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A Breath of Fresh Air for COPD Patients

​Lee Siew Ling, Nurse Clinician (Patient Navigator - COPD), RHS - Office for Intergrated Care, SGH

Having worked at the respiratory ward at the Singapore General Hospital (SGH) for almost 11 years, Siew Ling noticed that most patients had little knowledge regarding their chronic diseases especially after their discharge. In 2015, she decided to take on the role of Patient Navigator to work closely with patients, empowering them with self-care skills to help transit them safely from hospital to home. She believes this switch in role is key in igniting her passion in patient education.

“Understanding their sickness is critical in preventing high hospital readmission for patients,” she declared. “We want patients to realise that falling sick is not a scary thing if they manage it well, and we are with them throughout the whole journey.”

Siew Ling recalled the day she visited the home of a patient who suffers from chronic obstructive pulmonary disease (COPD) three days after he was discharged. She was shocked to find that he had not been using his inhalers and his spacer was still intact in the box! Siew Ling and her colleague wasted no time explaining his condition to the patient again. Even though the patient claimed to have understood them, Siew Ling took the opportunity to enlist the help of his flatmate to assist him with his inhalers. At the next respiratory consultation, she was happy to find that the patient had become more confident and competent in his handling of the inhalers, and was also less breathless.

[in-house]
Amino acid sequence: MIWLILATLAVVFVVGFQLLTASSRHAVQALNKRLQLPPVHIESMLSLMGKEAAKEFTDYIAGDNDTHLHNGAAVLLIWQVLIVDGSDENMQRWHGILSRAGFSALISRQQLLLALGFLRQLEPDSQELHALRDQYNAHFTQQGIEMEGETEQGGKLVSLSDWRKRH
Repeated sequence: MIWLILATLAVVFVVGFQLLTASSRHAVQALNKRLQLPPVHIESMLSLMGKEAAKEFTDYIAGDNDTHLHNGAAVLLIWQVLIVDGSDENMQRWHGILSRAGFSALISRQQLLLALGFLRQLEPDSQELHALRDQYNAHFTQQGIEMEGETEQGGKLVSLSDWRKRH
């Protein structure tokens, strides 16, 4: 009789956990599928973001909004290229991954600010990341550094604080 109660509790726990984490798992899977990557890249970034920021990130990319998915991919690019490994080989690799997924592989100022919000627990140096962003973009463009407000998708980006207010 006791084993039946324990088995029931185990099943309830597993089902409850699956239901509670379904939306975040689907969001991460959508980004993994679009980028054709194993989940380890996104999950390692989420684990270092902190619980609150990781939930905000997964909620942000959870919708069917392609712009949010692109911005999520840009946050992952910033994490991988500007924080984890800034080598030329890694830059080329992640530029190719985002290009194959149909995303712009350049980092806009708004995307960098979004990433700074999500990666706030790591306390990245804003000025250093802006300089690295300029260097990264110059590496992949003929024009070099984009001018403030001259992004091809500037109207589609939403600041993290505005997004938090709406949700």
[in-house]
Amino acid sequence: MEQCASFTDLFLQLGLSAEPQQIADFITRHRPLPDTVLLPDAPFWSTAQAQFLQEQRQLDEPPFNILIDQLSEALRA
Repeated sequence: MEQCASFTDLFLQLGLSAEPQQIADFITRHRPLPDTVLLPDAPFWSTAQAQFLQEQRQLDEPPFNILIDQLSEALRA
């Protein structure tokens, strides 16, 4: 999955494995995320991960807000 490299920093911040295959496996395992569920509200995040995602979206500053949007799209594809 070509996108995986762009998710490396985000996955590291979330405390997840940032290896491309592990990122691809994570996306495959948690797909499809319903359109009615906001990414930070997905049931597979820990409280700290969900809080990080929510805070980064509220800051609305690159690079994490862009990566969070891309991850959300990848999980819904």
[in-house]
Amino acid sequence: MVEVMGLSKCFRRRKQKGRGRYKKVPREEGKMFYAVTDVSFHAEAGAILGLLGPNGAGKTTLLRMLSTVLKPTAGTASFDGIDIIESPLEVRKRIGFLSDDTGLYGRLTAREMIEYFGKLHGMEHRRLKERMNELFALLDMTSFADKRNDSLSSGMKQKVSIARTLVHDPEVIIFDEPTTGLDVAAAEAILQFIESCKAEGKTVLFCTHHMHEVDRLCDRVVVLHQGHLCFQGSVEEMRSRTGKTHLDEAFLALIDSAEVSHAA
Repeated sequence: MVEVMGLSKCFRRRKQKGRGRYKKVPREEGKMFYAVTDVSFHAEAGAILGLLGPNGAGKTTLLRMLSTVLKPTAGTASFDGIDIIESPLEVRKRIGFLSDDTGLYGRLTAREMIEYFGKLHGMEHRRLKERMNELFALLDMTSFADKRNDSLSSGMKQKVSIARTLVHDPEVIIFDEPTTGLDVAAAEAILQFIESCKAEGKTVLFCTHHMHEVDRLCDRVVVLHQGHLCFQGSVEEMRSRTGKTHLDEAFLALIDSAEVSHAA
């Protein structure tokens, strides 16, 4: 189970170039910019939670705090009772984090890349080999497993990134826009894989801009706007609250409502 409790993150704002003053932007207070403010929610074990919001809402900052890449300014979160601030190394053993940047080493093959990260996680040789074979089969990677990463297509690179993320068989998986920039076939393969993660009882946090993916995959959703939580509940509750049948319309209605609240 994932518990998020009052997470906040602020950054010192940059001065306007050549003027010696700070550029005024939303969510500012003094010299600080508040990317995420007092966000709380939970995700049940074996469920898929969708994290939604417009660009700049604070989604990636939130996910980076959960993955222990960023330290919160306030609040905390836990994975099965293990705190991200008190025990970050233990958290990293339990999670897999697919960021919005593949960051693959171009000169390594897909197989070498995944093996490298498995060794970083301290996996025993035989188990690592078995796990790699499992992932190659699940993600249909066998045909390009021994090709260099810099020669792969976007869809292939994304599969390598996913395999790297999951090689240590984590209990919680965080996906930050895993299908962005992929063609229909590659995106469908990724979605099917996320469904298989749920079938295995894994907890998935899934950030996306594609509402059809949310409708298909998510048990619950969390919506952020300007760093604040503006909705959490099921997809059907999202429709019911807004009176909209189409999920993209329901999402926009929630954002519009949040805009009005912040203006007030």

Siew Ling knows that she cannot rest on her laurels. “With the fast ageing population, nurses have to upgrade our professional credentials to be able to meet and fulfill their healthcare needs,” she said. One of her best learning experiences was a two-day exchange with the respiratory case managers at Changi General Hospital (CGH), organised by the SingHealth Duke-NUS Lung Centre in 2019. She observed how the CGH respiratory case managers screened and conducted COPD counselling, and learnt how telecare services were arranged by the Health Management Unit at CGH.

At the same time, the Office of Integrated Care where she worked was setting up a telecare support department to closely follow up with patients on how they are coping with their chronic diseases at home. As some of Siew Ling’s patients were newly diagnosed, stable COPD patients who did not require home visits, she found it helpful to perform follow-ups with them over the phone to ensure continued care of these patients upon their discharge.